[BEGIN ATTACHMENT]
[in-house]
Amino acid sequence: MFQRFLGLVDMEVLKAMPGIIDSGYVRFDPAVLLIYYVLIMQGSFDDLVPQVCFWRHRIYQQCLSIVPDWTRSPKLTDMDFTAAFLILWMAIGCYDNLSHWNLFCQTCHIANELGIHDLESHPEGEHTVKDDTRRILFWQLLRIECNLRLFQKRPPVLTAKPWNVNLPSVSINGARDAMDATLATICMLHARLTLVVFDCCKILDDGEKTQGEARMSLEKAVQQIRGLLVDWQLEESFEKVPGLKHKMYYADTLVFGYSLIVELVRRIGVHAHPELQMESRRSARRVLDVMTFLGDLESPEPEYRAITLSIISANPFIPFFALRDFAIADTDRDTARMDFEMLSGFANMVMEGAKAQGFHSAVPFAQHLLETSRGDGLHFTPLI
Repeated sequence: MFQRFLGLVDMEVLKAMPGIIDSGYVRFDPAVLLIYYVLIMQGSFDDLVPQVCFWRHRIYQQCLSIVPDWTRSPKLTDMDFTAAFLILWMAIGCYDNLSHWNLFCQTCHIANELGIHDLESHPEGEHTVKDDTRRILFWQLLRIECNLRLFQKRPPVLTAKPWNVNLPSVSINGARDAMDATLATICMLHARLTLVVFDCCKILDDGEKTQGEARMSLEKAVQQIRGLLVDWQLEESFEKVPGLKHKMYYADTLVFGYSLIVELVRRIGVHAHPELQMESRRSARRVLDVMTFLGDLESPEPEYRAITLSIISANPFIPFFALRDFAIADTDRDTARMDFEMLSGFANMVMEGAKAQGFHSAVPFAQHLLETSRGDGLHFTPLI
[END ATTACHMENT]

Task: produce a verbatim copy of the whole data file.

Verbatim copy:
[in-house]
Amino acid sequence: MFQRFLGLVDMEVLKAMPGIIDSGYVRFDPAVLLIYYVLIMQGSFDDLVPQVCFWRHRIYQQCLSIVPDWTRSPKLTDMDFTAAFLILWMAIGCYDNLSHWNLFCQTCHIANELGIHDLESHPEGEHTVKDDTRRILFWQLLRIECNLRLFQKRPPVLTAKPWNVNLPSVSINGARDAMDATLATICMLHARLTLVVFDCCKILDDGEKTQGEARMSLEKAVQQIRGLLVDWQLEESFEKVPGLKHKMYYADTLVFGYSLIVELVRRIGVHAHPELQMESRRSARRVLDVMTFLGDLESPEPEYRAITLSIISANPFIPFFALRDFAIADTDRDTARMDFEMLSGFANMVMEGAKAQGFHSAVPFAQHLLETSRGDGLHFTPLI
Repeated sequence: MFQRFLGLVDMEVLKAMPGIIDSGYVRFDPAVLLIYYVLIMQGSFDDLVPQVCFWRHRIYQQCLSIVPDWTRSPKLTDMDFTAAFLILWMAIGCYDNLSHWNLFCQTCHIANELGIHDLESHPEGEHTVKDDTRRILFWQLLRIECNLRLFQKRPPVLTAKPWNVNLPSVSINGARDAMDATLATICMLHARLTLVVFDCCKILDDGEKTQGEARMSLEKAVQQIRGLLVDWQLEESFEKVPGLKHKMYYADTLVFGYSLIVELVRRIGVHAHPELQMESRRSARRVLDVMTFLGDLESPEPEYRAITLSIISANPFIPFFALRDFAIADTDRDTARMDFEMLSGFANMVMEGAKAQGFHSAVPFAQHLLETSRGDGLHFTPLI